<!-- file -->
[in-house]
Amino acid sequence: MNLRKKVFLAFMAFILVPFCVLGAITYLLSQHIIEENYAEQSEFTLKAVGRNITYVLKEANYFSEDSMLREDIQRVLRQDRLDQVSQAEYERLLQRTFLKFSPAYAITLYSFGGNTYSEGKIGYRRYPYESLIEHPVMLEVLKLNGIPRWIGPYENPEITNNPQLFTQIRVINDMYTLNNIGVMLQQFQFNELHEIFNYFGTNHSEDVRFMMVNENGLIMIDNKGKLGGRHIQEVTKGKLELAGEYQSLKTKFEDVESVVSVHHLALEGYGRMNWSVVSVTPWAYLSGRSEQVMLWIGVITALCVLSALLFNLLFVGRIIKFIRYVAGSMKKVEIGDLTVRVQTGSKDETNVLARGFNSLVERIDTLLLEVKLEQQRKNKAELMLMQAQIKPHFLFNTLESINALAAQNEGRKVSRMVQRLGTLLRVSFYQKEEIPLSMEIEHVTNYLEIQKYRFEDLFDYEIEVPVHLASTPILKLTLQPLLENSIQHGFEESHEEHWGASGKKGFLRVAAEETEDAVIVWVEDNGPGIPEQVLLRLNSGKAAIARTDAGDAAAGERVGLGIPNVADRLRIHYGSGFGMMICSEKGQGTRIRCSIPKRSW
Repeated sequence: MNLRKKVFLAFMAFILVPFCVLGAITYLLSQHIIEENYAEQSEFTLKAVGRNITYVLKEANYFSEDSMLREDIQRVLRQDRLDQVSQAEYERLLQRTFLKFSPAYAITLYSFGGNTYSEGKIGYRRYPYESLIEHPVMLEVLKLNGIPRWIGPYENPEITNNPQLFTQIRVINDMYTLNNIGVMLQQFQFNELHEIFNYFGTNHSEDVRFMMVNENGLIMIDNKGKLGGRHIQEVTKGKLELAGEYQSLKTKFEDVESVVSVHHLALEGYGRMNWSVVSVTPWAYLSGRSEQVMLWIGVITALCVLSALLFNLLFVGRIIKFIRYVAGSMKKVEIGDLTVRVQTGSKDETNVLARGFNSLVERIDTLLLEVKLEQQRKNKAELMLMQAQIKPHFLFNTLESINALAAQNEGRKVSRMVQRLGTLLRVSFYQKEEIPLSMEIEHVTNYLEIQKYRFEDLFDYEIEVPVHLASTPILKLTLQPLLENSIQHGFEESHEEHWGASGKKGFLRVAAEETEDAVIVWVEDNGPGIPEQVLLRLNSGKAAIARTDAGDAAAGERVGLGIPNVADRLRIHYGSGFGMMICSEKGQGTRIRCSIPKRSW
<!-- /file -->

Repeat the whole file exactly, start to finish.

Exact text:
[in-house]
Amino acid sequence: MNLRKKVFLAFMAFILVPFCVLGAITYLLSQHIIEENYAEQSEFTLKAVGRNITYVLKEANYFSEDSMLREDIQRVLRQDRLDQVSQAEYERLLQRTFLKFSPAYAITLYSFGGNTYSEGKIGYRRYPYESLIEHPVMLEVLKLNGIPRWIGPYENPEITNNPQLFTQIRVINDMYTLNNIGVMLQQFQFNELHEIFNYFGTNHSEDVRFMMVNENGLIMIDNKGKLGGRHIQEVTKGKLELAGEYQSLKTKFEDVESVVSVHHLALEGYGRMNWSVVSVTPWAYLSGRSEQVMLWIGVITALCVLSALLFNLLFVGRIIKFIRYVAGSMKKVEIGDLTVRVQTGSKDETNVLARGFNSLVERIDTLLLEVKLEQQRKNKAELMLMQAQIKPHFLFNTLESINALAAQNEGRKVSRMVQRLGTLLRVSFYQKEEIPLSMEIEHVTNYLEIQKYRFEDLFDYEIEVPVHLASTPILKLTLQPLLENSIQHGFEESHEEHWGASGKKGFLRVAAEETEDAVIVWVEDNGPGIPEQVLLRLNSGKAAIARTDAGDAAAGERVGLGIPNVADRLRIHYGSGFGMMICSEKGQGTRIRCSIPKRSW
Repeated sequence: MNLRKKVFLAFMAFILVPFCVLGAITYLLSQHIIEENYAEQSEFTLKAVGRNITYVLKEANYFSEDSMLREDIQRVLRQDRLDQVSQAEYERLLQRTFLKFSPAYAITLYSFGGNTYSEGKIGYRRYPYESLIEHPVMLEVLKLNGIPRWIGPYENPEITNNPQLFTQIRVINDMYTLNNIGVMLQQFQFNELHEIFNYFGTNHSEDVRFMMVNENGLIMIDNKGKLGGRHIQEVTKGKLELAGEYQSLKTKFEDVESVVSVHHLALEGYGRMNWSVVSVTPWAYLSGRSEQVMLWIGVITALCVLSALLFNLLFVGRIIKFIRYVAGSMKKVEIGDLTVRVQTGSKDETNVLARGFNSLVERIDTLLLEVKLEQQRKNKAELMLMQAQIKPHFLFNTLESINALAAQNEGRKVSRMVQRLGTLLRVSFYQKEEIPLSMEIEHVTNYLEIQKYRFEDLFDYEIEVPVHLASTPILKLTLQPLLENSIQHGFEESHEEHWGASGKKGFLRVAAEETEDAVIVWVEDNGPGIPEQVLLRLNSGKAAIARTDAGDAAAGERVGLGIPNVADRLRIHYGSGFGMMICSEKGQGTRIRCSIPKRSW